South China Sea: Beijing’s expansionist policy branded ‘illegal’ – Australia hits back

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China and Australia are at loggerheads over Mr Morrison’s accusations Beijing covered-up the coronavirus outbreak when it first broke out in Wuhan – Beijing has denied the claim and insists in did not cover-up the virus. The Australia Prime Minister sent a letter to the UN saying China’s territorial claims in the South China Sea were “inconsistent” with international law. The letter stated: “The Australian Government rejects any claims by China that are inconsistent with the 1982 United Nations Convention on the Law of the Sea (UNCLOS), in particular, maritime claims that do not adhere to its rules on baselines, maritime zones, and classification of features.”

Australian opposition leader Anthony Albanese also backed Mr Morrison’s position on the South China Sea.

On Friday Mr Albanese told reporters: “Australia needs to defend the Australian national interest, and we also need to stand up for international law.

“And the international law of the sea provides for freedom of navigation, which is absolutely critical to international trade.”

The letter also highlighted Beijing’s controversial nine-dash line claim in the resource-rich South China Sea.

The nine-dash line refers to the contested area in the South China Sea that includes the Paracel Islands, the Spratly Islands, and various other areas small islets that China has built fortified structures on.

The whole area is contested by the regional powers that surround it.

This includes the Philippines, Vietnam, China, and Taiwan.

China has called the range of fortified islands the “Great Wall of Sand”.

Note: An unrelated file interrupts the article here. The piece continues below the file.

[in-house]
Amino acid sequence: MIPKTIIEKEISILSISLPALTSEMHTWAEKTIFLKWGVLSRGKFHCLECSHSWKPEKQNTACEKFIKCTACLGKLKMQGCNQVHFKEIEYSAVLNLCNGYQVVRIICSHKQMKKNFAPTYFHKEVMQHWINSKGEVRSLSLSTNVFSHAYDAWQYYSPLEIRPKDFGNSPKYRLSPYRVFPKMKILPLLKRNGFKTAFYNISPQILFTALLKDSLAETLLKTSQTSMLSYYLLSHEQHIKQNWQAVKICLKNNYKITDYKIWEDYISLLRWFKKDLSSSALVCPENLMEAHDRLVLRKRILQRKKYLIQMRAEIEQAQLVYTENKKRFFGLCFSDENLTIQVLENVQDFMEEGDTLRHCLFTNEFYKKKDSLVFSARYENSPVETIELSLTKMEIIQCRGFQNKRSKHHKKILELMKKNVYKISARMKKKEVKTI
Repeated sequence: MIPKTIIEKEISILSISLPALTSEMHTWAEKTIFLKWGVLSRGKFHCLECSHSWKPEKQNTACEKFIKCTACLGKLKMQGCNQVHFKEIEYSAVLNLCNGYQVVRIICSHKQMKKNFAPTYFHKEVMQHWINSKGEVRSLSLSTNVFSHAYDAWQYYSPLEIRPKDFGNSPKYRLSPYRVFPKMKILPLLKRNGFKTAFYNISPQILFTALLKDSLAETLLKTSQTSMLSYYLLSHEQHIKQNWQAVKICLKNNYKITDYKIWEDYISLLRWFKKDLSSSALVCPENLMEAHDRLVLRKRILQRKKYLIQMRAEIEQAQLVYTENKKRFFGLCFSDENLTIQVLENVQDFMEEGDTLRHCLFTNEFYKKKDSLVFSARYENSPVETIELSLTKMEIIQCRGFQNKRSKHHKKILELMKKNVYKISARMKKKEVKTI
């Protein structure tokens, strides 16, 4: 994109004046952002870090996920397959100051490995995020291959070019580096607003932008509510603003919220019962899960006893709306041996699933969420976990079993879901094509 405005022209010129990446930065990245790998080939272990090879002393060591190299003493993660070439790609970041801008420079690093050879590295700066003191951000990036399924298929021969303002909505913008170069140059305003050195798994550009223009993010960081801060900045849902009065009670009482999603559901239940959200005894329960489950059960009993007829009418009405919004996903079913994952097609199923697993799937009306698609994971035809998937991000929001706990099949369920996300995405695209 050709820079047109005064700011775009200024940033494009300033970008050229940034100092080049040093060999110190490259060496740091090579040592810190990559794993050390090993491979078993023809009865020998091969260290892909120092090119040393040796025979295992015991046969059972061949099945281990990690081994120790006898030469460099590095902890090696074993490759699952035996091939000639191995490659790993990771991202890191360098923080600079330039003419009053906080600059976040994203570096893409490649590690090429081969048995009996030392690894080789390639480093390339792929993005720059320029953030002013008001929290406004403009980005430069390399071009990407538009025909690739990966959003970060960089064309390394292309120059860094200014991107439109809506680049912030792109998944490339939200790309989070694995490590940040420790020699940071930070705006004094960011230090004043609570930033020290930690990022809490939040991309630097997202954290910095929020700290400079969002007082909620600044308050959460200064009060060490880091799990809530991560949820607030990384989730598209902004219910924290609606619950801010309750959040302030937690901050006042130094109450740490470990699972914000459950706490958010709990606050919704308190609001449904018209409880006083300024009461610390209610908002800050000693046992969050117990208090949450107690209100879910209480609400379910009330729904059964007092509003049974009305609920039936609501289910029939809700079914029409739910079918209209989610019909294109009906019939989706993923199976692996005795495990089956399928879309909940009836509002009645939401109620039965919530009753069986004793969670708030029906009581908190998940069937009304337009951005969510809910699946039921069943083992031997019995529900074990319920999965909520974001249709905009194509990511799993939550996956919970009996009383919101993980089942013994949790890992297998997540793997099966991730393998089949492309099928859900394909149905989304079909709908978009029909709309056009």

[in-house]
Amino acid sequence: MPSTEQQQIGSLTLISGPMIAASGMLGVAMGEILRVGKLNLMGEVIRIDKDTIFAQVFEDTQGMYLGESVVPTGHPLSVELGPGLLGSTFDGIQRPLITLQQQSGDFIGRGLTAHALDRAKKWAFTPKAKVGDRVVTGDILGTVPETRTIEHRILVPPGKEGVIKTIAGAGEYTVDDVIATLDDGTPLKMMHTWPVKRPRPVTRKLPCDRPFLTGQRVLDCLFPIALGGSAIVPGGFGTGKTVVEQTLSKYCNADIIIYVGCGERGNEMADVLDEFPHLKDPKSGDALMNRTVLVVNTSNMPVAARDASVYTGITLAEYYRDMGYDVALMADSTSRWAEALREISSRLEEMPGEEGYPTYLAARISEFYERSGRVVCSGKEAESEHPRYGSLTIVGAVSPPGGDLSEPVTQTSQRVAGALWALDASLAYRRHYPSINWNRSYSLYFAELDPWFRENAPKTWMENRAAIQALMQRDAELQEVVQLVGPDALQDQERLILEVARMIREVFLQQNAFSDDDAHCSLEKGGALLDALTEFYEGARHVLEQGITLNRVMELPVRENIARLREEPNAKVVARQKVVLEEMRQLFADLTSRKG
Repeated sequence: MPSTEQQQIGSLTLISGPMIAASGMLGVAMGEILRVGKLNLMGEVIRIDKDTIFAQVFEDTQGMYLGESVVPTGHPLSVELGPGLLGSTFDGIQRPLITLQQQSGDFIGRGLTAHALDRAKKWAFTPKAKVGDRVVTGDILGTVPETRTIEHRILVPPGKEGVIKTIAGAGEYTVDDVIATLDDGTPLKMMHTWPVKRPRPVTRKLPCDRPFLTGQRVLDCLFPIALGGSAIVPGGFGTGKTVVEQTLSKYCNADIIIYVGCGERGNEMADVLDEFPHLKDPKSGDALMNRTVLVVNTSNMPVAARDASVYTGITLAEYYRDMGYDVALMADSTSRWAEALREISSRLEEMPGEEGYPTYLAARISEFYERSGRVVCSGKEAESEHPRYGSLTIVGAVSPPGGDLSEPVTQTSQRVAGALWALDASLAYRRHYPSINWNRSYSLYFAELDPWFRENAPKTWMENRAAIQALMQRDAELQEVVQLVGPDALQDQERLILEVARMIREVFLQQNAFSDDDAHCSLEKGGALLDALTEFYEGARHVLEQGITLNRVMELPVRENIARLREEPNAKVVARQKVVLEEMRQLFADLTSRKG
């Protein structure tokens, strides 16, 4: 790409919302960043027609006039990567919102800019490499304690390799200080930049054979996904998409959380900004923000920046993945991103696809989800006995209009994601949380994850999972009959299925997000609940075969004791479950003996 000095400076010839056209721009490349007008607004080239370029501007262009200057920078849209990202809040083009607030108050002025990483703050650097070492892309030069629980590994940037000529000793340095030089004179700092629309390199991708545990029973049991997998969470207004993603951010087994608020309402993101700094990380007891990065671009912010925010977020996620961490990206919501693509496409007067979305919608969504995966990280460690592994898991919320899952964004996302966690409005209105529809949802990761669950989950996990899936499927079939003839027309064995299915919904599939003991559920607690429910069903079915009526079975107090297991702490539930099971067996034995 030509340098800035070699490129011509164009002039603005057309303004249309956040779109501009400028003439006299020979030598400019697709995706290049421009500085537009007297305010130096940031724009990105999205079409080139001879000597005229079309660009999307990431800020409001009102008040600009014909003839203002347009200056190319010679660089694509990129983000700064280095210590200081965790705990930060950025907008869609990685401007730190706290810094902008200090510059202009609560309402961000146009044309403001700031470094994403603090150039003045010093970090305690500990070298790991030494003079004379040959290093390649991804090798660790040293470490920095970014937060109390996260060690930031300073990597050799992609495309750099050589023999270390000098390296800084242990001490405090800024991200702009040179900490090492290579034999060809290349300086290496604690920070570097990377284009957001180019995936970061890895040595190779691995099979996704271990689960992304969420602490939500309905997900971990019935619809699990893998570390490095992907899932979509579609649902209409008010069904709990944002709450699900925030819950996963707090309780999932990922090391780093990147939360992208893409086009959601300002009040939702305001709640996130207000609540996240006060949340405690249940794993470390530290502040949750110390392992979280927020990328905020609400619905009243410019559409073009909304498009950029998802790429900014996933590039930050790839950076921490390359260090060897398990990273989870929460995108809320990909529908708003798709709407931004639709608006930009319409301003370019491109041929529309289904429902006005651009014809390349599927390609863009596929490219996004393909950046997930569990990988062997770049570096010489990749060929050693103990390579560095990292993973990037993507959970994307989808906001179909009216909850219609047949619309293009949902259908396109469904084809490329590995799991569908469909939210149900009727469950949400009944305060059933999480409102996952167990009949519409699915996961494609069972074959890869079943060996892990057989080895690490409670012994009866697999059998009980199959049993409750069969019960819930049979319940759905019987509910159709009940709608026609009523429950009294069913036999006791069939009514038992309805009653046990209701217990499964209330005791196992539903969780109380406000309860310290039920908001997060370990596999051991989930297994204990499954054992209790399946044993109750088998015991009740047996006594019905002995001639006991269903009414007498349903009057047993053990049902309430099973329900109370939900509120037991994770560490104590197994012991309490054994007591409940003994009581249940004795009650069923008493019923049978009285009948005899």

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About Australia’s move to send a letter to the UN ABC Defence Correspondent Andrew Greene tweeted: “On the same week it emerged that Australian warships had encountered the Chinese military near the disputed Spratly Islands, the federal government has joined the US informally rejecting China’s expansive maritime claims in the South China Sea at the United Nations.

“So far China hasn’t reacted to this move, but it’s fair to assume Beijing’s response won’t be meek”

Australia has called on all claimants to the disputed region to act in accordance with international maritime law.

Prime Minister Scott Morrison follows the US in condemning Beijing’s systematic military expansion in the region.

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Earlier this month China announced the US position on the South China Sea had “neglected the history and facts”.

China has used historic maps to suggest that it has had control over the region for centuries.

In 1982 the United Nations Convention on the Law of the Sea ruled that China had no legal basis to claim “historic rights” over the South China Sea.

This legal case was brought to the UN by the Philippines.

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